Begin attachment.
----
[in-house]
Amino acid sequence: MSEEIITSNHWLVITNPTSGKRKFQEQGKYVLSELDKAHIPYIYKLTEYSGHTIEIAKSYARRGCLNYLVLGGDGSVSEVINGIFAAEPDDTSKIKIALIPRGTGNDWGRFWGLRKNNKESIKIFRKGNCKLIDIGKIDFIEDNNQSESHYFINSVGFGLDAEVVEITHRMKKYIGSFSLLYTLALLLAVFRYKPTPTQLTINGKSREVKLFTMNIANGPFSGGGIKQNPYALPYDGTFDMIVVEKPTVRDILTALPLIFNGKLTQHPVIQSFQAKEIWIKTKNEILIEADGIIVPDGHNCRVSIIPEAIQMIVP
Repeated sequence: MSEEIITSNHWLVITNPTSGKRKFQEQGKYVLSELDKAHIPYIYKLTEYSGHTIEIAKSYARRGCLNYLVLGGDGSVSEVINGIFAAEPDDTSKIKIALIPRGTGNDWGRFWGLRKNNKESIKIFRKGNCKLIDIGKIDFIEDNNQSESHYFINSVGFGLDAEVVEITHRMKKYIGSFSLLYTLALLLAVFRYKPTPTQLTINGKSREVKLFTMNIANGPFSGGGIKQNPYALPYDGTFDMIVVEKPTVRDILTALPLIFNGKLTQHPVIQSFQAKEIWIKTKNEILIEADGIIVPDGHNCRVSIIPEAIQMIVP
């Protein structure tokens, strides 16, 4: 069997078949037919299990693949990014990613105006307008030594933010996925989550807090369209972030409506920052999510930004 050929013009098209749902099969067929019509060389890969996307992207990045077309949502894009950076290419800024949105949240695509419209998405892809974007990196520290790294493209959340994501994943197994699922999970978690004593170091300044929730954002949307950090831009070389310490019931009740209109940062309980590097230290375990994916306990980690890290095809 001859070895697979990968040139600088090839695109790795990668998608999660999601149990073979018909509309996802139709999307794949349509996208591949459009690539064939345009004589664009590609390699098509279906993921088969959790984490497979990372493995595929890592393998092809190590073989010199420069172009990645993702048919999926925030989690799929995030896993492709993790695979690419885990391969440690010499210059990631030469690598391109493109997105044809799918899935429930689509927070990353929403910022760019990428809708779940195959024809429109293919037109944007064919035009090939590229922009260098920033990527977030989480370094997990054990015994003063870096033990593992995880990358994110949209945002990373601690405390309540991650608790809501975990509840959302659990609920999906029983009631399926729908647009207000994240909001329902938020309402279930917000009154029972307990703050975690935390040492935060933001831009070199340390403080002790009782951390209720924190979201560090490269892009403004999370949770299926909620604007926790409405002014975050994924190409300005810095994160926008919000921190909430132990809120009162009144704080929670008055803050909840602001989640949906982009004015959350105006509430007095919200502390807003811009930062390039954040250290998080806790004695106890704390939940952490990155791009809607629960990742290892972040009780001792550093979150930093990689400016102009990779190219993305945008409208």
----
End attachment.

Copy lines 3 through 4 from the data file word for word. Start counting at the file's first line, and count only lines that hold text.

Repeated sequence: MSEEIITSNHWLVITNPTSGKRKFQEQGKYVLSELDKAHIPYIYKLTEYSGHTIEIAKSYARRGCLNYLVLGGDGSVSEVINGIFAAEPDDTSKIKIALIPRGTGNDWGRFWGLRKNNKESIKIFRKGNCKLIDIGKIDFIEDNNQSESHYFINSVGFGLDAEVVEITHRMKKYIGSFSLLYTLALLLAVFRYKPTPTQLTINGKSREVKLFTMNIANGPFSGGGIKQNPYALPYDGTFDMIVVEKPTVRDILTALPLIFNGKLTQHPVIQSFQAKEIWIKTKNEILIEADGIIVPDGHNCRVSIIPEAIQMIVP
């Protein structure tokens, strides 16, 4: 069997078949037919299990693949990014990613105006307008030594933010996925989550807090369209972030409506920052999510930004 050929013009098209749902099969067929019509060389890969996307992207990045077309949502894009950076290419800024949105949240695509419209998405892809974007990196520290790294493209959340994501994943197994699922999970978690004593170091300044929730954002949307950090831009070389310490019931009740209109940062309980590097230290375990994916306990980690890290095809 001859070895697979990968040139600088090839695109790795990668998608999660999601149990073979018909509309996802139709999307794949349509996208591949459009690539064939345009004589664009590609390699098509279906993921088969959790984490497979990372493995595929890592393998092809190590073989010199420069172009990645993702048919999926925030989690799929995030896993492709993790695979690419885990391969440690010499210059990631030469690598391109493109997105044809799918899935429930689509927070990353929403910022760019990428809708779940195959024809429109293919037109944007064919035009090939590229922009260098920033990527977030989480370094997990054990015994003063870096033990593992995880990358994110949209945002990373601690405390309540991650608790809501975990509840959302659990609920999906029983009631399926729908647009207000994240909001329902938020309402279930917000009154029972307990703050975690935390040492935060933001831009070199340390403080002790009782951390209720924190979201560090490269892009403004999370949770299926909620604007926790409405002014975050994924190409300005810095994160926008919000921190909430132990809120009162009144704080929670008055803050909840602001989640949906982009004015959350105006509430007095919200502390807003811009930062390039954040250290998080806790004695106890704390939940952490990155791009809607629960990742290892972040009780001792550093979150930093990689400016102009990779190219993305945008409208």